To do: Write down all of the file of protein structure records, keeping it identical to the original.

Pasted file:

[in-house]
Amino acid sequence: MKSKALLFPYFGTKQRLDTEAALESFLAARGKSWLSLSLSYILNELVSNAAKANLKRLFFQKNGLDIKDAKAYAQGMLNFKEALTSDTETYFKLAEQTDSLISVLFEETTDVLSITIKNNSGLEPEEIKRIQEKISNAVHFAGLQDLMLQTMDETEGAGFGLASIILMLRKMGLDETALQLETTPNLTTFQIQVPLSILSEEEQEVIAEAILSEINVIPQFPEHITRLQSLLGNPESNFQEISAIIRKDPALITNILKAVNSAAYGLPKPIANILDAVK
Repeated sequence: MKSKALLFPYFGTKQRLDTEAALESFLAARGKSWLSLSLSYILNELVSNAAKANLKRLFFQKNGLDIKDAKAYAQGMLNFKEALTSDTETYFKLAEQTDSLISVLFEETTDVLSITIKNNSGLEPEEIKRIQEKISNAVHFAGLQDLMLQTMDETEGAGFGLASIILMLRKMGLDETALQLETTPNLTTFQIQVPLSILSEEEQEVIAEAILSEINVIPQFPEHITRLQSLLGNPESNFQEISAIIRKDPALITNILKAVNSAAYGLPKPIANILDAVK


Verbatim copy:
[in-house]
Amino acid sequence: MKSKALLFPYFGTKQRLDTEAALESFLAARGKSWLSLSLSYILNELVSNAAKANLKRLFFQKNGLDIKDAKAYAQGMLNFKEALTSDTETYFKLAEQTDSLISVLFEETTDVLSITIKNNSGLEPEEIKRIQEKISNAVHFAGLQDLMLQTMDETEGAGFGLASIILMLRKMGLDETALQLETTPNLTTFQIQVPLSILSEEEQEVIAEAILSEINVIPQFPEHITRLQSLLGNPESNFQEISAIIRKDPALITNILKAVNSAAYGLPKPIANILDAVK
Repeated sequence: MKSKALLFPYFGTKQRLDTEAALESFLAARGKSWLSLSLSYILNELVSNAAKANLKRLFFQKNGLDIKDAKAYAQGMLNFKEALTSDTETYFKLAEQTDSLISVLFEETTDVLSITIKNNSGLEPEEIKRIQEKISNAVHFAGLQDLMLQTMDETEGAGFGLASIILMLRKMGLDETALQLETTPNLTTFQIQVPLSILSEEEQEVIAEAILSEINVIPQFPEHITRLQSLLGNPESNFQEISAIIRKDPALITNILKAVNSAAYGLPKPIANILDAVK